Three opinions for the price of one:
The White Sox should at least kick the tires. What's there to lose? You know the Minnesota Twins, the original projected destination of Lee and in need of another starting pitcher, will call Cubs GM Jim Hendry. And the Twinkies likely will have more position-player prospects with whom to tempt Hendry than the Sox.
Lilly loves Chicago, and wife Natasha, a recent veterinary school graduate, has put down some local roots both in the PAWS animal-rescue organization and in helping out in a practice in the area. Moving to the South Side for at least two months would be least disruptive. Lilly, buddy Ryan Dempster and catcher Koyie Hill biked to at least one of the Cubs-Sox games at U.S. Cellular Field from Wrigleyville.
The Sox worried for the longest time that Lee, an ace of aces, would land in Minnesota. Manager Ozzie Guillen breathed a sigh of relief Friday that he won't have to face the lefty four times as a Twin this year.
The Cubs reluctantly will have to bid good-bye to Lilly, a pillar of character in the clubhouse whom they'd probably love to keep if they didn't have a desperate need to reduce payroll for upcoming seasons, given some bad contracts enveloping them like molasses. The Sox also have the uncertainty of Jake Peavy's condition for 2011 and beyond. He described himself as a "guinea pig" for the surgery to re-attach his shoulder muscle on Wednesday; the operation has never been done to a pitcher to the best of Peavy's and his doctors' knowledge.
The Sox will give first call to Daniel Hudson to fill Peavy's rotation slot short-term. But going into 2011, they can't really count on Peavy, whose schedule calls for him to resume throwing next spring in Arizona. They'll probably need to look at another starter, given the mortality rate of pitchers, for next season. They can't go wrong with Lilly, who is as tough as they come among the mound brigade.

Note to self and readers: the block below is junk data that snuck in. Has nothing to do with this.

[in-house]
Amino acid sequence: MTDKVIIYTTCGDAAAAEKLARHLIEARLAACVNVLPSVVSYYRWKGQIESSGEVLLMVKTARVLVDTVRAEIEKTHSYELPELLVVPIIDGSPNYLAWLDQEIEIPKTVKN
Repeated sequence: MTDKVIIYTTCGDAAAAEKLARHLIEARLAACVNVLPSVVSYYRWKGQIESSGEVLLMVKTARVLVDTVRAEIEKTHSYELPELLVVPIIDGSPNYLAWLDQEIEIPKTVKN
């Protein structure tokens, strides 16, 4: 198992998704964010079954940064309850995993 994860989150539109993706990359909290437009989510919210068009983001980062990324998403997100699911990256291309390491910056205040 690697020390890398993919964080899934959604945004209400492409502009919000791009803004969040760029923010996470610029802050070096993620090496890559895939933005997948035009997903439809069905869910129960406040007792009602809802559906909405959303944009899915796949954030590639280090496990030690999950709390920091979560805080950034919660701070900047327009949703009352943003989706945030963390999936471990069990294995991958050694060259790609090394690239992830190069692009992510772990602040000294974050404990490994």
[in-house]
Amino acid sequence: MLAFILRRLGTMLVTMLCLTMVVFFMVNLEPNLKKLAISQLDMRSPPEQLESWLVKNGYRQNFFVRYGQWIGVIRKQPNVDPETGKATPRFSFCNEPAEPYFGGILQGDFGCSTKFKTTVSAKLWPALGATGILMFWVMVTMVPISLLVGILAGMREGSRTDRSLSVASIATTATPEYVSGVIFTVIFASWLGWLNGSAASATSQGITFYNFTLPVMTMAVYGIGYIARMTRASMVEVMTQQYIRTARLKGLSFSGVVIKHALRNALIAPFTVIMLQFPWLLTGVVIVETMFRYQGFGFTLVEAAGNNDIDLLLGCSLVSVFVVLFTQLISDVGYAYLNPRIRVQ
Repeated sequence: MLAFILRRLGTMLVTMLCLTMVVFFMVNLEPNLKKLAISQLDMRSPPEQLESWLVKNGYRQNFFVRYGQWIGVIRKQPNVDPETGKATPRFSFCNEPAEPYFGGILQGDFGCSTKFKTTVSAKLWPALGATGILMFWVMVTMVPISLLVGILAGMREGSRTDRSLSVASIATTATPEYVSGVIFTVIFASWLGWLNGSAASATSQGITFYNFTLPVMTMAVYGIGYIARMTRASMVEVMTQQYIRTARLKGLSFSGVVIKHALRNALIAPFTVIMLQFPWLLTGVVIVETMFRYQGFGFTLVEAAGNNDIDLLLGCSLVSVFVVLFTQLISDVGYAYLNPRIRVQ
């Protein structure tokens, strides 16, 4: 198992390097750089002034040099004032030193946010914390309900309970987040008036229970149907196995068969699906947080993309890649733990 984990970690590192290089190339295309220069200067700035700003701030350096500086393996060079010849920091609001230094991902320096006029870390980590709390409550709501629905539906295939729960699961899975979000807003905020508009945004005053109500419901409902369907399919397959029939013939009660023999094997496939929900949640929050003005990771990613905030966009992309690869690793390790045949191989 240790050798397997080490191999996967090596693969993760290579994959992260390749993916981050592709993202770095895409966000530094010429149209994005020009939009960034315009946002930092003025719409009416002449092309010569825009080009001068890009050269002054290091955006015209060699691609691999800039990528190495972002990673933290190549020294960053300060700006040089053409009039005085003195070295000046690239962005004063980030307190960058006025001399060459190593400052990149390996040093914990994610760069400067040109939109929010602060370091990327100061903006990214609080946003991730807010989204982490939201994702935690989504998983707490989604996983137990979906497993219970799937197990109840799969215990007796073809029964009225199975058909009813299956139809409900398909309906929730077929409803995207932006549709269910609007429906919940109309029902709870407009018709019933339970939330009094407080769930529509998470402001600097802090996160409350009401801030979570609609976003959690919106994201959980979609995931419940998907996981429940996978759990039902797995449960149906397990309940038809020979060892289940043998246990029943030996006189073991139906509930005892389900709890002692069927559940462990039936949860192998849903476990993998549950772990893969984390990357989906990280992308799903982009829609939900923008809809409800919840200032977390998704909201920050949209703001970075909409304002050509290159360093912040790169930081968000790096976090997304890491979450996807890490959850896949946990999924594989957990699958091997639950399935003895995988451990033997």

● I wouldn't be surprised if the Blackhawks are privately thankful LeBron James took his dog-and-pony show elsehwere.
A rising tide lifts all boats -- in most places. Had LBJ become a Bull, the Blackhawks -- who had leapt ahead as the top winter sports attraction due to their hard-won Stanley Cup -- would have to at least share the stage at the United Center. LBJ would generate a three-ring circus, if the Jordan Era is a guidepost.
Despite the massive surge of Hawks popularity, basketball is far more indigenous to Chicago than hockey. And then there's the mega-star factor to attract the casual fans and fair-weather crowd. For all their success and accessible players and management, the Hawks might have slipped behind the Bulls in appeal and media coverage given the long shadow of LBJ.
Now the Bulls with Carlos Boozer and Kyle Korver (if the Magic doesn't match his offer sheet, which they might) will be a nice, watchable team with postseason aspirations, but not on a par with a rare Chicago sports champion, albeit one that has eviscerated its clutch, checking third line due to salary-cap machinations. Timing is everything, and the Hawks, who pulled some nifty escape acts in the playoffs, have dodged another bullet.
● One reason for Hawks mania by thousands of fans who couldn't explain hockey nuances, rules and slang is disgust with the No. 1 and 1-A sports franchises in town -- the Bears and Cubs.
Both those teams should be perennial powerhouses, the flagship franchises of their respective leagues. But mismanagement and money-squandering have steadily turned off fans along with "Rex Is Our Quarterback" and "Look, What Do You Want Me To Do?" quotations from the head field guys.
Chicagoans demand winners and well-managed franchises who appear inclusive to paying customers. The Hawks are definitely more corporate and dressed-up under president John McDonough, but they also are young, appealing and have a big tent for prospective fans. They also have Rocky Wirtz, the most popular owner by far in town. Fans turned off by blunderbuss practices by the Bears and Cubs have found a rallying point in the Hawks, who should become the NHL's flagship team in a hurry if they don't screw it up.
In the wake of the Great Recession, fans will spend increasingly scarce discretionary income on sports where they are made to feel welcome and they receive good value for their tickets.